Alice B Himes Claudia U Mitchell TRAFFIC ALERT: SR 41 restrictions set for Saturday Jewell Foster Senior Profile: Nicholas Fish SHAC Girls Preview set for Nov. 17 Senior Profile: Lakyn Hupp Again, Lady Devils ousted in district finals ‘Lighting the Serpent’ event is being discontinued Voters favor incumbents at the ballot Arts Council dedicates Buzzardroost Rock mural Heroes in disguise Fighting for future generations in OH2 A few puffs of smoke, and a happy ending Lois Wilson Helen M Hesler Jerry L Dickson Ohio’s Traditional Deer-Gun Hunting Season begins Nov. 27 WWII veteran honored in banner raising ceremony Veteran of three wars honored for volunteer work Charlotte Evans Jason A Barr Why we celebrate Manchester man killed in single-car accident Adams County Election Results – 2017 Hubert Knauff To keep or not to keep Time again for the changing of the seasons November proclaimed as Adoption Recognition and Recruitment Month Local business is seven decades old and counting Local student gets Nashville call Senior Profile: Gabe Grooms Lady Indians fall in districts Quest For The Cup complete for Dragons Meeting a true sports hero WU’s McCarty named District Player of the Year With regional run, Pennywitt completes memorable career West Union eighth grade volleyball finishes as SHAC runner-up Senior Profile: Tray Brand Greyhounds drop home finale, finish at 4-6 Lady Devils fall in district semis Devils go down in district finals Matt Seas headed back to State XC Meet Senior Profile: Charlee Louden Lady Indians ousted in sectional final Lady Devils down Minford 4-1 in district semis North Adams volleyball claims fourth consecutive sectional crown Senior Profile: Brooklyn Howlett Afterschool fun begins at NAES Wearing it pink in October Kenneth L Austin Jay E Minnich Reuben E Hershberger Bobby L Williams 18 years just isn’t long enough Emotional, historic, and victorious Taking action against addiction Utilities commission approves DP&L electric security plan What matters and what doesn’t Oh dear, is that a deer? Junior Gaffin Charlotte J Thatcher Matthew D Miller Megan R Phillips Ralph M Swearingen Linda C Ackley Robert Ralston Shelly Seaman Increased access to treatment, Improving economic opportunity keys to combating Ohio’s Opioid Crisis Seas siblings are again SHAC Cross-Country Champions Lady Hounds cruise to sectional victory Senior Profile: Alyssa Hoskins 101 and another sectional championship Lady Indians claim sectional title North Adams tops Peebles for sectional soccer crown Senior Profile: Shay Boldman 13.5 seconds, heartbreak for West Union PHS JV Volleyball completes unbeaten season On the course that Nicklaus helped design On the ballot: Meigs Township Trustees West Union Christian Church will again be collection center for Operation Christmas Child Peebles voters will choose council members in upcoming election Seven candidates seek seats on ACOVSD school board A time for transformation What will future generations say? Finding all those treasures Janet K Campbell Robert D Hill Lady Devils blank West Union 7-0 in SHAC soccer finale Vikings invade and conquer the Greyhounds Outpouring of community support for local business woman with cancer Manchester mourns teen killed in single-car crash Kylie S Lucas Sharon R Grooms Steven L Wootten Forest J McDaniel Ralph O Grooms Adams County teenager dies in auto accident Charles N Vance Wesley M Baldwin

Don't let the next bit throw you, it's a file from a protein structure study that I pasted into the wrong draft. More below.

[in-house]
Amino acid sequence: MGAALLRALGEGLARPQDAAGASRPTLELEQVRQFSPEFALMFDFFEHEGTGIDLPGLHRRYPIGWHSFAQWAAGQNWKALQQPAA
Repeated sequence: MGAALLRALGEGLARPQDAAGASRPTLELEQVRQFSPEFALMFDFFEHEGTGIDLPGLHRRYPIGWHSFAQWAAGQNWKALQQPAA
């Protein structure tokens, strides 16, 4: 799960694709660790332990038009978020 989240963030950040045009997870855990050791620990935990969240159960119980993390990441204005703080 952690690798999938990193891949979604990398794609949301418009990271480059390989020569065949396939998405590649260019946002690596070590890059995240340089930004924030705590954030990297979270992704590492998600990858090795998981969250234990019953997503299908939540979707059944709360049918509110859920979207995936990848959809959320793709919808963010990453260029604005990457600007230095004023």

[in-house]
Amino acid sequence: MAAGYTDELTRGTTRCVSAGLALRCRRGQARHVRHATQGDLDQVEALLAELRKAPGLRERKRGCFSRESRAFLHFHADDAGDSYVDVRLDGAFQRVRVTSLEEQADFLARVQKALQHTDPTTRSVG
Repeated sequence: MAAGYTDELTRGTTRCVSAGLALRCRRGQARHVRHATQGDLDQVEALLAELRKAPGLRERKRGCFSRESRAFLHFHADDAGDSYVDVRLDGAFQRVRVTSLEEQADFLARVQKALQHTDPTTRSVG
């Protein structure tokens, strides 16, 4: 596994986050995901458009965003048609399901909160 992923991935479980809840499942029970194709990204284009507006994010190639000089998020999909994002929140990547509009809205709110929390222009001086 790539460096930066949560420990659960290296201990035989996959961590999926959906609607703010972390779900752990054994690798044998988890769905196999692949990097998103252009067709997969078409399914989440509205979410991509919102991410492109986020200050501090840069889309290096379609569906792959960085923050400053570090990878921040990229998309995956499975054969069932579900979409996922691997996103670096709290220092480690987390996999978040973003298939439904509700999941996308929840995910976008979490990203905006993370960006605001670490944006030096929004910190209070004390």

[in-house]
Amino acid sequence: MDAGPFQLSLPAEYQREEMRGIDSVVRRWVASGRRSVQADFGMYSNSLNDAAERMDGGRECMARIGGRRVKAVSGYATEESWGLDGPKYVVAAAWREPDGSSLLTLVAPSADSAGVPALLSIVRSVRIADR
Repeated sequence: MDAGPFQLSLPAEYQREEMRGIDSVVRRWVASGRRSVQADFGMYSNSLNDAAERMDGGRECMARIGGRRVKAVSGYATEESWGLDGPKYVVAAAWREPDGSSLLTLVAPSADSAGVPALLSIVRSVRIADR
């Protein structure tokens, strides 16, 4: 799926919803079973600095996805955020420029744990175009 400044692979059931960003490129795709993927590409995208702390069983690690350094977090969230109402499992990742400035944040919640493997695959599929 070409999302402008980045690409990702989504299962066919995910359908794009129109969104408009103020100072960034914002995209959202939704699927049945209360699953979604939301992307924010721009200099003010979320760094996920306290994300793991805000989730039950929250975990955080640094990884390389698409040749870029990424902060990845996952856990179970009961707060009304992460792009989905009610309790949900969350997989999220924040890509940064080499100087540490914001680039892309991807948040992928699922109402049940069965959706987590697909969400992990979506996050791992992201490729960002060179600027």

Paralyzed kitten given second chance